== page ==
Nonfiction > Upton Sinclair, ed. > The Cry for Justice
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Upton Sinclair, ed. (1878–1968).
The Cry for Justice: An Anthology of the Literature of Social Protest.  1915.
 
Jurgis Hears a Socialist Speech
(From “The Jungle”)

By Upton Sinclair

(A novel portraying the lives of the workers in the Chicago stockyards; published in 1906)
 
IT was like coming suddenly upon some wild sight of nature—a mountain forest lashed by a tempest, a ship tossed about upon a stormy sea. Jurgis had an unpleasant sensation, a sense of confusion, of disorder, of wild and meaningless uproar. The man was tall and gaunt, as haggard as his auditor himself; a thin black beard covered half of his face, and one could see only two black hollows where the eyes were. He was speaking rapidly, in great excitement; he used many gestures—as he spoke he moved here and there upon the stage, reaching with his long arms as if to seize each person in his audience. His voice was deep, like an organ; it was some time, however, before Jurgis thought of the voice—he was too much occupied with his eyes to think of what the man was saying. But suddenly it seemed as if the speaker had been pointing straight at him, as if he had been singled out particularly for his remarks; and so Jurgis became suddenly aware of the voice, trembling, vibrant with emotion, with pain and longing, with a burden of things unutterable, not to be compassed by words. To hear it was to be suddenly arrested, to be gripped, transfixed.  1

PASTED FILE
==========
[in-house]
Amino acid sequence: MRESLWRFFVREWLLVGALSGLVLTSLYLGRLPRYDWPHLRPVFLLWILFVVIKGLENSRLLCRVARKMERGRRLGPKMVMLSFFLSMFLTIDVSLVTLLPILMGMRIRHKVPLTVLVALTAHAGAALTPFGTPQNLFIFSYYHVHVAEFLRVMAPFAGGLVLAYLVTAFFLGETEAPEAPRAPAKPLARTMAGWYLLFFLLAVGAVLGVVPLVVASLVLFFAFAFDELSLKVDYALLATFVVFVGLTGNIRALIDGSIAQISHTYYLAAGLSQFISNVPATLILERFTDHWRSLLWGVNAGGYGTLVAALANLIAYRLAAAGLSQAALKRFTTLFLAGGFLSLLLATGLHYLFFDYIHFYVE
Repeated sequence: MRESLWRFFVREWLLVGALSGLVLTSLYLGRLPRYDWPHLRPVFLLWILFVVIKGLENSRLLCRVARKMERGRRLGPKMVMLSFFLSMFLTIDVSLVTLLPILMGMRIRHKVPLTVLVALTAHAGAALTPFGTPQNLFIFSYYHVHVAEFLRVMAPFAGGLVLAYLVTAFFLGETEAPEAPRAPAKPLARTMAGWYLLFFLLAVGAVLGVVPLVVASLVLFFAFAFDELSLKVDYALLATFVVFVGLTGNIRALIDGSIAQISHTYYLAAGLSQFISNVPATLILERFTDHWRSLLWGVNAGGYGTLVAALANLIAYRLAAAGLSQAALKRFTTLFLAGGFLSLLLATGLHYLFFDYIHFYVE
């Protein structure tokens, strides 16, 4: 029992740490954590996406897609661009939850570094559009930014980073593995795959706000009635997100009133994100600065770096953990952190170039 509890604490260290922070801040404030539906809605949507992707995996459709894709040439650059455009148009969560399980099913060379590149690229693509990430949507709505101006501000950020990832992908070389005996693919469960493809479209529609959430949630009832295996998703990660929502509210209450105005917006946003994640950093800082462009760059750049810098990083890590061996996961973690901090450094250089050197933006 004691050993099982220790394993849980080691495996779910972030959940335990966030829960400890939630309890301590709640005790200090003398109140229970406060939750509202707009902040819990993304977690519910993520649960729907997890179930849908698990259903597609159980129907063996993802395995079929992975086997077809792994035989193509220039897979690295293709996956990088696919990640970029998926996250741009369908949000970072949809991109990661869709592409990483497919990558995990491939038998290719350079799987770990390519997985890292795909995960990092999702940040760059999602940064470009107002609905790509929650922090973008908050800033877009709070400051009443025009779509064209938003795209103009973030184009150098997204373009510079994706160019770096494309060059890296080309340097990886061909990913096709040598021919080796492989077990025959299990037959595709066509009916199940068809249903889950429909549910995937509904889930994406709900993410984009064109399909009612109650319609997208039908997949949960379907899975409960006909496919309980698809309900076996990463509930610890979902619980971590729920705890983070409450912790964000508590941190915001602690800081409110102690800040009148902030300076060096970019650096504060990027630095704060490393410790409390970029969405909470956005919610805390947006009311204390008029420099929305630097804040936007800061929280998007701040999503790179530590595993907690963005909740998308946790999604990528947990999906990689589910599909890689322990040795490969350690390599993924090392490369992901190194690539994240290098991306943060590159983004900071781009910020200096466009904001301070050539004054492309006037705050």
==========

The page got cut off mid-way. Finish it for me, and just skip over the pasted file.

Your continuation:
“You listen to these things,” the man was saying, “and you say, ‘Yes, they are true, but they have been that way always.’ Or you say, ‘Maybe it will come, but not in my time—it will not help me.’ And so you return to your daily round of toil, you go back to be ground up for profits in the world-wide mill of economic might! To toil long hours for another’s advantage; to live in mean and squalid homes, to work in dangerous and unhealthful places; to wrestle with the spectres of hunger and privation, to take your chances of accident, disease and death. And each day the struggle becomes fiercer, the pace more cruel; each day you have to toil a little harder, and feel the iron hand of circumstance close upon you a little tighter. Months pass, years maybe—and then you come again; and again I am here to plead with you, to know if want and misery have yet done their work with you, if injustice and oppression have yet opened your eyes! I shall still be waiting—there is nothing else that I can do. There is no wilderness where I can hide from these things, there is no haven where I can escape them; though I travel to the ends of the earth, I find the same accursed system,—I find that all the fair and noble impulses of humanity, the dreams of poets and the agonies of martyrs, are shackled and bound in the service of organized and predatory Greed! And therefore I cannot rest, I cannot be silent; therefore I cast aside comfort and happiness, health and good repute—and go out into the world and cry out the pain of my spirit! Therefore I am not to be silenced by poverty and sickness, not by hatred and obloquy, by threats and ridicule—not by prison and persecution, if they should come—not by any power that is upon the earth or above the earth, that was, or is, or ever can be created. If I fail tonight, I can only try tomorrow; knowing that the fault must be mine—that if once the vision of my soul were spoken upon earth, if once the anguish of its defeat were uttered in human speech, it would break the stoutest barriers of prejudice, it would shake the most sluggish soul to action! It would abash the most cynical, it would terrify the most selfish; and the voice of mockery would be silenced, and fraud and falsehood would slink back into their dens, and the truth would stand forth alone! For I speak with the voice of the millions who are voiceless! Of them that are oppressed and have no comforter! Of the disinherited of life, for whom there is no respite and no deliverance, to whom the world is a prison, a dungeon of torture, a tomb! With the voice of the little child who toils tonight in a Southern cotton-mill, staggering with exhaustion, numb with agony, and knowing no hope but the grave! Of the mother who sews by candle-light in her tenement garret, weary and weeping, smitten with the mortal hunger of her babes! Of the man who lies upon a bed of rags, wrestling in his last sickness and leaving his loved ones to perish! Of the young girl who, somewhere at this moment, is walking the streets of this horrible city, beaten and starving, and making her choice between the brothel and the lake! With the voice of those, whoever and wherever they may be, who are caught beneath the wheels of the juggernaut of Greed! With the voice of humanity, calling for deliverance! Of the everlasting soul of Man, arising from the dust; breaking its way out of its prison—rending the bands of oppression and ignorance—groping its way to the light!”  2
 
 
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